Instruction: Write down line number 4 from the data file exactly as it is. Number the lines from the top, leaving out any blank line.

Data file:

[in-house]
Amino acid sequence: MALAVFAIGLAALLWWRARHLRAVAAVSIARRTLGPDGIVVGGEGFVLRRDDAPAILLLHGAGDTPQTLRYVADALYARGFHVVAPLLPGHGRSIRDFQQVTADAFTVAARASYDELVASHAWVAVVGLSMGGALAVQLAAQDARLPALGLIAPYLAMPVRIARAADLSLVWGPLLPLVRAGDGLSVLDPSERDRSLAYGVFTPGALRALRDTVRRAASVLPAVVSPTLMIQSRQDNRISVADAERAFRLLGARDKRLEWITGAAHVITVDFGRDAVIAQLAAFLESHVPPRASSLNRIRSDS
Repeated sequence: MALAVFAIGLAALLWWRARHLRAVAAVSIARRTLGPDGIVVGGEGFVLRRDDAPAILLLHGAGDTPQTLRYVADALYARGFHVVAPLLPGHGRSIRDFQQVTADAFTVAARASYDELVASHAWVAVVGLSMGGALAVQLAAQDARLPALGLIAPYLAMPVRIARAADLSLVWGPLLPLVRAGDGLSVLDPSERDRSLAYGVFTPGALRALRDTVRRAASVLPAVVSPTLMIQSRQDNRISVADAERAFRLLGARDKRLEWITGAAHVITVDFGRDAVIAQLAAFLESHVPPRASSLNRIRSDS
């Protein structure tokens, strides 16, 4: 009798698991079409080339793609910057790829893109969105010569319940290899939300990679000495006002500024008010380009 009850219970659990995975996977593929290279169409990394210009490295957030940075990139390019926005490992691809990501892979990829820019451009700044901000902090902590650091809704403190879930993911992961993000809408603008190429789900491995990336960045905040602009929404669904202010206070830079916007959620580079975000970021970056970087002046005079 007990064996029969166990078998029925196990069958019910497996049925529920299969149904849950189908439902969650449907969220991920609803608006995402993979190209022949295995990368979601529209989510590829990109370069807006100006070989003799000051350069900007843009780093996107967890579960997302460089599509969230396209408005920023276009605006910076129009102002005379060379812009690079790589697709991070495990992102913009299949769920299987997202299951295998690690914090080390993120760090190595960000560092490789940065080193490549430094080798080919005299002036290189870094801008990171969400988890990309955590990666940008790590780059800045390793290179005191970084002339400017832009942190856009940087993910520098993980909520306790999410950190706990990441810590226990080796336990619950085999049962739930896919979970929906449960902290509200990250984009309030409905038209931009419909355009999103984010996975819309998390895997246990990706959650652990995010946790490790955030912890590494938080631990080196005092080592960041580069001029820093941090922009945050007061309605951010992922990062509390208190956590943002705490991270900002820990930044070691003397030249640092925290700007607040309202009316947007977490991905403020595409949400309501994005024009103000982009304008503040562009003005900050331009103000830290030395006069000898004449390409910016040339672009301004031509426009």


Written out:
């Protein structure tokens, strides 16, 4: 009798698991079409080339793609910057790829893109969105010569319940290899939300990679000495006002500024008010380009 009850219970659990995975996977593929290279169409990394210009490295957030940075990139390019926005490992691809990501892979990829820019451009700044901000902090902590650091809704403190879930993911992961993000809408603008190429789900491995990336960045905040602009929404669904202010206070830079916007959620580079975000970021970056970087002046005079 007990064996029969166990078998029925196990069958019910497996049925529920299969149904849950189908439902969650449907969220991920609803608006995402993979190209022949295995990368979601529209989510590829990109370069807006100006070989003799000051350069900007843009780093996107967890579960997302460089599509969230396209408005920023276009605006910076129009102002005379060379812009690079790589697709991070495990992102913009299949769920299987997202299951295998690690914090080390993120760090190595960000560092490789940065080193490549430094080798080919005299002036290189870094801008990171969400988890990309955590990666940008790590780059800045390793290179005191970084002339400017832009942190856009940087993910520098993980909520306790999410950190706990990441810590226990080796336990619950085999049962739930896919979970929906449960902290509200990250984009309030409905038209931009419909355009999103984010996975819309998390895997246990990706959650652990995010946790490790955030912890590494938080631990080196005092080592960041580069001029820093941090922009945050007061309605951010992922990062509390208190956590943002705490991270900002820990930044070691003397030249640092925290700007607040309202009316947007977490991905403020595409949400309501994005024009103000982009304008503040562009003005900050331009103000830290030395006069000898004449390409910016040339672009301004031509426009």